Now that the Audi e-tron and e-tron Sportback are now out in the open, the German carmaker has introduced a new S variant for both models, which are aimed at delivering performance. Unlike the dual-motor versions released earlier, the e-tron S and e-tron S Sportback pack three electric motors instead.
This setup sees a motor driving each of the rear wheels, while the front just gets the one, lifted from the regular e-tron 55. What you end up with is 503 PS (496 hp or 370 kW) and 937 Nm of torque, which is good for a zero to 100 km/h sprint time of 4.5 seconds and a top speed that ends at 210 km/h.
To improve efficiency, only the rear electric motors are engaged in normal driving mode. However, when more performance or a lack of traction is detected, the front motor kicks into action to provide electric all-wheel drive. There’s also electric torque vectoring to keep things in check, with each of rear motors sending drive directly to their respective wheel via a single-speed transmission; there is no mechanical differential in play here.
Despite these systems, there is still some fun to be had here, as placing the car’s ESC stabilisation control in “sport” mode and the Audi drive select system in “dynamic” mode allows to controlled drifts. Even when you’re approaching the car’s limit in the bends, the systems are working hard to control the chaos, including applying the brakes on the unloaded front wheel on the inside of the curve to prevent slip and further refine handling.
Besides the uprated powertrain, S models get a specific tuning for the adaptive air suspension, with seven settings that can vary the level of the body by up to 76 mm depending on the situation. A set of 20-inch wheels are standard here, with the option of 21- and 22-inch units available on request. Meanwhile, the front brakes sport 400-mm discs and six-piston calipers, which come in black with a red S rhombus, but can be painted orange with e-tron logos.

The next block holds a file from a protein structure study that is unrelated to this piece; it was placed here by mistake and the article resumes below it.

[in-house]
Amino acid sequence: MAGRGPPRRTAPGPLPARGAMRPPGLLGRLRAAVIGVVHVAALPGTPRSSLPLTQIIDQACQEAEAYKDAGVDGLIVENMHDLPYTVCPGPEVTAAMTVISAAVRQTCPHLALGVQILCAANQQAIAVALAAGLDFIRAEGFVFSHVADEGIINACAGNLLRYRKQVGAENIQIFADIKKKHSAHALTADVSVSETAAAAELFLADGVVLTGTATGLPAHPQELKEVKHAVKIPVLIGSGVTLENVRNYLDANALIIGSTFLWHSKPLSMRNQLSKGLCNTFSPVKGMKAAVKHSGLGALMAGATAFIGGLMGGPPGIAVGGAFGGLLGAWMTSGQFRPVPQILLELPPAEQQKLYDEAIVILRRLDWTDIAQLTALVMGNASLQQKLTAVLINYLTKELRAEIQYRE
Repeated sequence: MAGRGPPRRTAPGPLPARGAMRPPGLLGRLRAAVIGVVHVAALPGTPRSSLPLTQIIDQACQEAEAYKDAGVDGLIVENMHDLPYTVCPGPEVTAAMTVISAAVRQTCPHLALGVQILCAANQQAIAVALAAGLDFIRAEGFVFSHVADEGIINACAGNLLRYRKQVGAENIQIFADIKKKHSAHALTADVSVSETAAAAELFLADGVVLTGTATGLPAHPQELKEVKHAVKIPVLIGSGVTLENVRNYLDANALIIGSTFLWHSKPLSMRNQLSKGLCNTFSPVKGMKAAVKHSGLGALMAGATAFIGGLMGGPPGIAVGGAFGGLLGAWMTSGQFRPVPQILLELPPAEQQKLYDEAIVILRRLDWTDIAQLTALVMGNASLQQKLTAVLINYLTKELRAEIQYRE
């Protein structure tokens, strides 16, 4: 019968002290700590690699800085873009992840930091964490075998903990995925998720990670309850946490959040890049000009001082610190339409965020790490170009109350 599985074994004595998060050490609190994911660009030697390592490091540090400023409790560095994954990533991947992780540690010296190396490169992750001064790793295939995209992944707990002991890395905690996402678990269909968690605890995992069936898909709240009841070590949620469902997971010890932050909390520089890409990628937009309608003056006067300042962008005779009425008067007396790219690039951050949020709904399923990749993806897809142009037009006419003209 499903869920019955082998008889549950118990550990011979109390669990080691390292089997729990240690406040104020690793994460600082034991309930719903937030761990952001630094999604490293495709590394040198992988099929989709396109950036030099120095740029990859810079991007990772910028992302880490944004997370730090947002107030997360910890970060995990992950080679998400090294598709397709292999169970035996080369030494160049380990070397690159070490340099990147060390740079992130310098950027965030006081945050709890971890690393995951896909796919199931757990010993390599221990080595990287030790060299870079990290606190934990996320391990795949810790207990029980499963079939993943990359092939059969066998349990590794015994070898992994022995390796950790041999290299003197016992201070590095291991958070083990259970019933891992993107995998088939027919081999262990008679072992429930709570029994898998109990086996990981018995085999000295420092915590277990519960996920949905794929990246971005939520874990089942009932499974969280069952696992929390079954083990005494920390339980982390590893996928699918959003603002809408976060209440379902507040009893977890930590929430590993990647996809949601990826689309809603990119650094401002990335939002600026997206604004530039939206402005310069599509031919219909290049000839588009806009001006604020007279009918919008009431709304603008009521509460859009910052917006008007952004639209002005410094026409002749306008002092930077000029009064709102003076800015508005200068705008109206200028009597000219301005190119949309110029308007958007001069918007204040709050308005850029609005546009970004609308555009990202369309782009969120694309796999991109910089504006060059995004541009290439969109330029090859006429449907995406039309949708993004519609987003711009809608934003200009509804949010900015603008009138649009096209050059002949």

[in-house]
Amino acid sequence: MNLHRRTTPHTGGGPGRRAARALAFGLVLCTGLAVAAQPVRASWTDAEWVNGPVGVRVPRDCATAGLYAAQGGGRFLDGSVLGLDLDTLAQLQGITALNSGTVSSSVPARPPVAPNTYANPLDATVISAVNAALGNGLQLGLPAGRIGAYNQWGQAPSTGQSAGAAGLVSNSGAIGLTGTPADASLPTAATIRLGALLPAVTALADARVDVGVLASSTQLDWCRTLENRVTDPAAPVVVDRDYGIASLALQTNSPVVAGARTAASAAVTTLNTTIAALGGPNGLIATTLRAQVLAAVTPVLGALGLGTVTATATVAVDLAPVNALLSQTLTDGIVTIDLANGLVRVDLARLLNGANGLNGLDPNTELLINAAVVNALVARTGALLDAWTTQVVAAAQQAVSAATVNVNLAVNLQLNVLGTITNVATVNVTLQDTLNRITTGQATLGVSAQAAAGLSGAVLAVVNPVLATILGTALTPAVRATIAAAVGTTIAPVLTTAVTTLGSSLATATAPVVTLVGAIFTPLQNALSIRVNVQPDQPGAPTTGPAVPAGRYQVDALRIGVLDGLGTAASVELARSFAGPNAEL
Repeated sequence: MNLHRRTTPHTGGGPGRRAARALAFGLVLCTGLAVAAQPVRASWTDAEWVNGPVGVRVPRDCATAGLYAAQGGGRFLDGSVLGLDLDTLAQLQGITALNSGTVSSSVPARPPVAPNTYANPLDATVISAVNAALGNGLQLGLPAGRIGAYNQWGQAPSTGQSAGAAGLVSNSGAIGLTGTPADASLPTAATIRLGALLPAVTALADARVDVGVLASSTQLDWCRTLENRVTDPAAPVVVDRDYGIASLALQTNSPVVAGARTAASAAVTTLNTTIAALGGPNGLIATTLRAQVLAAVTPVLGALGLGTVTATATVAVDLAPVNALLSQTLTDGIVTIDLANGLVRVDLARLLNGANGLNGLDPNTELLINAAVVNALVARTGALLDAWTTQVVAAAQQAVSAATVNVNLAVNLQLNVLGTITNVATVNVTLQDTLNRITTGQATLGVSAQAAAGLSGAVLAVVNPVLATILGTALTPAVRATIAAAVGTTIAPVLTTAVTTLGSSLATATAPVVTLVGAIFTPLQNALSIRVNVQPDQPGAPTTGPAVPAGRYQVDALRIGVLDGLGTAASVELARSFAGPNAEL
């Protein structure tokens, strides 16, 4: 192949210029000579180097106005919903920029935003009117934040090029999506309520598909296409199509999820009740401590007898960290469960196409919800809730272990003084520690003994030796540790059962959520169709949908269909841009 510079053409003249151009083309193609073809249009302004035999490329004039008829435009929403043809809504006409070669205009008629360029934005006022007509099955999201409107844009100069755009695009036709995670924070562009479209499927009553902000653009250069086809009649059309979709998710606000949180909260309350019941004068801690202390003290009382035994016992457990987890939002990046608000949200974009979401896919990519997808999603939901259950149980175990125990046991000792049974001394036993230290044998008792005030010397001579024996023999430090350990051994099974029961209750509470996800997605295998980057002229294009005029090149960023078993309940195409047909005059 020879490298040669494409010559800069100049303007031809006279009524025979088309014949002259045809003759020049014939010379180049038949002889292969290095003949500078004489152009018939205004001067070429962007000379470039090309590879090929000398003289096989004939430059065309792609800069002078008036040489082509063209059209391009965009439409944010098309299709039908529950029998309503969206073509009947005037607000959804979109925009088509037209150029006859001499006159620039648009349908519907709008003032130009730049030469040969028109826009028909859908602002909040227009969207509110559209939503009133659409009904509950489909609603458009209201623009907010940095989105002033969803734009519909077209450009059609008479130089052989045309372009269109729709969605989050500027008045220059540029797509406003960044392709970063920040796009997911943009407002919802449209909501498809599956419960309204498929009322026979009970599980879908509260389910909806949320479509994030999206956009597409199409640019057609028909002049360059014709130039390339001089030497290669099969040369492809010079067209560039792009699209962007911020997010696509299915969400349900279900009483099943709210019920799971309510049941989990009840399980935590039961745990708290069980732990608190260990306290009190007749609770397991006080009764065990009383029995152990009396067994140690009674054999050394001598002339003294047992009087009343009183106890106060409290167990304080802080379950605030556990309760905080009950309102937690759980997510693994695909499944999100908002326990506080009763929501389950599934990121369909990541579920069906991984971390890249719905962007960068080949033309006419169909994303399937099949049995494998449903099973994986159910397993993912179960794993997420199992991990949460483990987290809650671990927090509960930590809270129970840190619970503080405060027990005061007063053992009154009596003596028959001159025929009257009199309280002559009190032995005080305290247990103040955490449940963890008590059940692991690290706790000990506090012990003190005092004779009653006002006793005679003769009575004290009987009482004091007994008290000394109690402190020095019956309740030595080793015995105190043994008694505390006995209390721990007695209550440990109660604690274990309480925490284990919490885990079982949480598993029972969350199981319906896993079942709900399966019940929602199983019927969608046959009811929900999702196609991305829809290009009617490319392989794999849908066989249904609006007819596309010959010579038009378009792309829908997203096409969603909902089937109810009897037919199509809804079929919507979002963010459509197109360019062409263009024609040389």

The brakes also work with the car’s energy recuperation system via the motors, with a dedicated system deciding whether to decelerate the car by using one or a combination of both systems. Using the electric motors to slow down, the S models come with three levels of recuperation, with the most aggressive setting generating up to 0.3 g of deceleration.
All the energy gained is fed back to the 95-kWh battery located under the passenger compartment, which is made up of 36 modules that each contain 12 cells. Audi quotes a driving range of up to 364 km for the e-tron S and 370 km for the e-tron S Sportback based on the WLTP cycle.
Recharging the battery is done via a Type 2 connection, and the S models come with an onboard charger that supports AC charging of up to 11 kW, so a domestic wallbox or public charger will work just fine. To juice up even quicker, there’s also a CCS port that enables DC fast charging of up to 150 kW, whereby a five to 80% state of charge can be achieved in just around half an hour.
Styling-wise, you can spot either S model by the slightly wider body thanks to the wheel arch extensions, with those at the front also carrying air curtains. These help to cloak the 23 mm wider wheels, while silver accents on the front and rear further add to visual presence. Not a whole lot different on the inside of both cars, with S badging and embossing to signify the added performance, while carbon-fibre trim is available to replace the standard brushed aluminium.
The technology is much the same as the non-S cars too, including the Audi virtual cockpit and the MIB 3-powered MMI touch response infotainment system, the latter with two large central displays. An optional head-up display can be added if the customer wishes, and there’s a bunch of connected services and assistance systems as well.
Both S models will go on sale in European markets in fall 2020, with the e-tron S carrying a base price of 91,435 euros (RM449,628), while the e-tron S Sportback starts a little higher at 93,628 euros (RM460,412).
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